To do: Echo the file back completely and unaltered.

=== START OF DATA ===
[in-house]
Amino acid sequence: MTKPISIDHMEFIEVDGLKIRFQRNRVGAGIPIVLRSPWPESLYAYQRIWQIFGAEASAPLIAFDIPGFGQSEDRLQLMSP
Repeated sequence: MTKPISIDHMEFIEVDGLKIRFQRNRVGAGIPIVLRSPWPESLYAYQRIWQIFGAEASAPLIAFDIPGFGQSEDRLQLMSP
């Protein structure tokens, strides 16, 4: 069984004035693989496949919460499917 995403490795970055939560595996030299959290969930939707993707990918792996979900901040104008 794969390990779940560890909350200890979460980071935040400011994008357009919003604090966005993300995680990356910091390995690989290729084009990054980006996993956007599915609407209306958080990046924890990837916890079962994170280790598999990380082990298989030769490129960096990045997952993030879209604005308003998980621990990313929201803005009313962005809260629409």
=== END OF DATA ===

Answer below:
[in-house]
Amino acid sequence: MTKPISIDHMEFIEVDGLKIRFQRNRVGAGIPIVLRSPWPESLYAYQRIWQIFGAEASAPLIAFDIPGFGQSEDRLQLMSP
Repeated sequence: MTKPISIDHMEFIEVDGLKIRFQRNRVGAGIPIVLRSPWPESLYAYQRIWQIFGAEASAPLIAFDIPGFGQSEDRLQLMSP
């Protein structure tokens, strides 16, 4: 069984004035693989496949919460499917 995403490795970055939560595996030299959290969930939707993707990918792996979900901040104008 794969390990779940560890909350200890979460980071935040400011994008357009919003604090966005993300995680990356910091390995690989290729084009990054980006996993956007599915609407209306958080990046924890990837916890079962994170280790598999990380082990298989030769490129960096990045997952993030879209604005308003998980621990990313929201803005009313962005809260629409």